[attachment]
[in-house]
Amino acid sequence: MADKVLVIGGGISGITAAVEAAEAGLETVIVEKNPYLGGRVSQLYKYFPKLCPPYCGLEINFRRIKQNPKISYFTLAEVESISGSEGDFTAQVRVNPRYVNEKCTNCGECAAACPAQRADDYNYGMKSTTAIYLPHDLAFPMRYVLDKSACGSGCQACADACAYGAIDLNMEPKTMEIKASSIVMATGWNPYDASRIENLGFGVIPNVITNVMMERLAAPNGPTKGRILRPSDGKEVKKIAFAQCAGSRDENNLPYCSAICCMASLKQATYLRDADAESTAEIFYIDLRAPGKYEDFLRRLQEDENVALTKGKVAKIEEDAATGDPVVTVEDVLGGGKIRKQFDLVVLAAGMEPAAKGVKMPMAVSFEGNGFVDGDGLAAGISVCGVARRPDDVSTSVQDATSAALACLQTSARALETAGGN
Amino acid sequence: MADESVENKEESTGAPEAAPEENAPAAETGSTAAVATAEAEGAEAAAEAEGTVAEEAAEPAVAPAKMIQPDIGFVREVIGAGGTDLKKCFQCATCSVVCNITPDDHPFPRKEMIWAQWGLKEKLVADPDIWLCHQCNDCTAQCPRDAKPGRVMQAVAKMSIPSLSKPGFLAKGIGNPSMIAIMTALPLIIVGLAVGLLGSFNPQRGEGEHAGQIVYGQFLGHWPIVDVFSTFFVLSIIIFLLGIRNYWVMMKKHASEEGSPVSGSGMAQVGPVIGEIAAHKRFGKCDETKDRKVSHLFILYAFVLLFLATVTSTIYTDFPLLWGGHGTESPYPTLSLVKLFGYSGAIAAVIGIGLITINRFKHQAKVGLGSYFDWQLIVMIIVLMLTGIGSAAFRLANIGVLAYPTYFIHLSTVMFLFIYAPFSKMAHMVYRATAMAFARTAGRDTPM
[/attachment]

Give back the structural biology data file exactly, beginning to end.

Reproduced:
[in-house]
Amino acid sequence: MADKVLVIGGGISGITAAVEAAEAGLETVIVEKNPYLGGRVSQLYKYFPKLCPPYCGLEINFRRIKQNPKISYFTLAEVESISGSEGDFTAQVRVNPRYVNEKCTNCGECAAACPAQRADDYNYGMKSTTAIYLPHDLAFPMRYVLDKSACGSGCQACADACAYGAIDLNMEPKTMEIKASSIVMATGWNPYDASRIENLGFGVIPNVITNVMMERLAAPNGPTKGRILRPSDGKEVKKIAFAQCAGSRDENNLPYCSAICCMASLKQATYLRDADAESTAEIFYIDLRAPGKYEDFLRRLQEDENVALTKGKVAKIEEDAATGDPVVTVEDVLGGGKIRKQFDLVVLAAGMEPAAKGVKMPMAVSFEGNGFVDGDGLAAGISVCGVARRPDDVSTSVQDATSAALACLQTSARALETAGGN
Amino acid sequence: MADESVENKEESTGAPEAAPEENAPAAETGSTAAVATAEAEGAEAAAEAEGTVAEEAAEPAVAPAKMIQPDIGFVREVIGAGGTDLKKCFQCATCSVVCNITPDDHPFPRKEMIWAQWGLKEKLVADPDIWLCHQCNDCTAQCPRDAKPGRVMQAVAKMSIPSLSKPGFLAKGIGNPSMIAIMTALPLIIVGLAVGLLGSFNPQRGEGEHAGQIVYGQFLGHWPIVDVFSTFFVLSIIIFLLGIRNYWVMMKKHASEEGSPVSGSGMAQVGPVIGEIAAHKRFGKCDETKDRKVSHLFILYAFVLLFLATVTSTIYTDFPLLWGGHGTESPYPTLSLVKLFGYSGAIAAVIGIGLITINRFKHQAKVGLGSYFDWQLIVMIIVLMLTGIGSAAFRLANIGVLAYPTYFIHLSTVMFLFIYAPFSKMAHMVYRATAMAFARTAGRDTPM